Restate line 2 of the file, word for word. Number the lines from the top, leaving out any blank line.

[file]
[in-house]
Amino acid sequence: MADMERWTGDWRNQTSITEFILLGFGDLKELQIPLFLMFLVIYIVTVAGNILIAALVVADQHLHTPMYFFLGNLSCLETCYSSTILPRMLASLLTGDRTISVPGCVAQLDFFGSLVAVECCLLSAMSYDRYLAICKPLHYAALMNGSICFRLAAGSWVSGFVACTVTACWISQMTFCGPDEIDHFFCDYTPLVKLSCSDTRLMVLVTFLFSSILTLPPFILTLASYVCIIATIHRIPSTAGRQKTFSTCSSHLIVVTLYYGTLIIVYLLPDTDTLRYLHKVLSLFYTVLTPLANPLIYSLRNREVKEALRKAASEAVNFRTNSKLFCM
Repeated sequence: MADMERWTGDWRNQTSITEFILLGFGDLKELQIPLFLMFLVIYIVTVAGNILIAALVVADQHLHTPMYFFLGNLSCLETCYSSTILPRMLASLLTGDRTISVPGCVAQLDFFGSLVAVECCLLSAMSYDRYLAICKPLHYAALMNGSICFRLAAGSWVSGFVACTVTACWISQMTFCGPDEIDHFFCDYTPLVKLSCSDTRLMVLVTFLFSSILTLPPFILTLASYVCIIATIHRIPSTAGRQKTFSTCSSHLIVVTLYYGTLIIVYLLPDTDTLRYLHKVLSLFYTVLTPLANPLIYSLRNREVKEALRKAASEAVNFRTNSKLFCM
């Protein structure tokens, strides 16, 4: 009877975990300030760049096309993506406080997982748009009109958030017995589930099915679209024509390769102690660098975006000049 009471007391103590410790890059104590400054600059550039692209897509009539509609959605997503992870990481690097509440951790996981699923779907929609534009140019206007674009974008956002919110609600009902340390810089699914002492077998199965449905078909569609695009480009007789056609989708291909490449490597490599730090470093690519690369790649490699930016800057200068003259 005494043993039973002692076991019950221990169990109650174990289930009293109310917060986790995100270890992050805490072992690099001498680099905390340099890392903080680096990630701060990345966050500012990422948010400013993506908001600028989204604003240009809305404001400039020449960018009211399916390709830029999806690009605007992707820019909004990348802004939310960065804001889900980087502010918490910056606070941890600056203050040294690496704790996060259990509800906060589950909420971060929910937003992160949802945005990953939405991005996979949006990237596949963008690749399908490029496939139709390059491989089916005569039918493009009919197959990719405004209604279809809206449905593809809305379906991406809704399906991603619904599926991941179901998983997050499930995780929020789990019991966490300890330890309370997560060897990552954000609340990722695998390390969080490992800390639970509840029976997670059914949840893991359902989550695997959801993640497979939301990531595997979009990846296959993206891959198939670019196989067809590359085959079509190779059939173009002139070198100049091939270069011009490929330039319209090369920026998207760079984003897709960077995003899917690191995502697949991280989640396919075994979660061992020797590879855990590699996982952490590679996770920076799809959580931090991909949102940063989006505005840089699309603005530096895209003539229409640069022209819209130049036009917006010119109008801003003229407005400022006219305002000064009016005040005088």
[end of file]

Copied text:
Amino acid sequence: MADMERWTGDWRNQTSITEFILLGFGDLKELQIPLFLMFLVIYIVTVAGNILIAALVVADQHLHTPMYFFLGNLSCLETCYSSTILPRMLASLLTGDRTISVPGCVAQLDFFGSLVAVECCLLSAMSYDRYLAICKPLHYAALMNGSICFRLAAGSWVSGFVACTVTACWISQMTFCGPDEIDHFFCDYTPLVKLSCSDTRLMVLVTFLFSSILTLPPFILTLASYVCIIATIHRIPSTAGRQKTFSTCSSHLIVVTLYYGTLIIVYLLPDTDTLRYLHKVLSLFYTVLTPLANPLIYSLRNREVKEALRKAASEAVNFRTNSKLFCM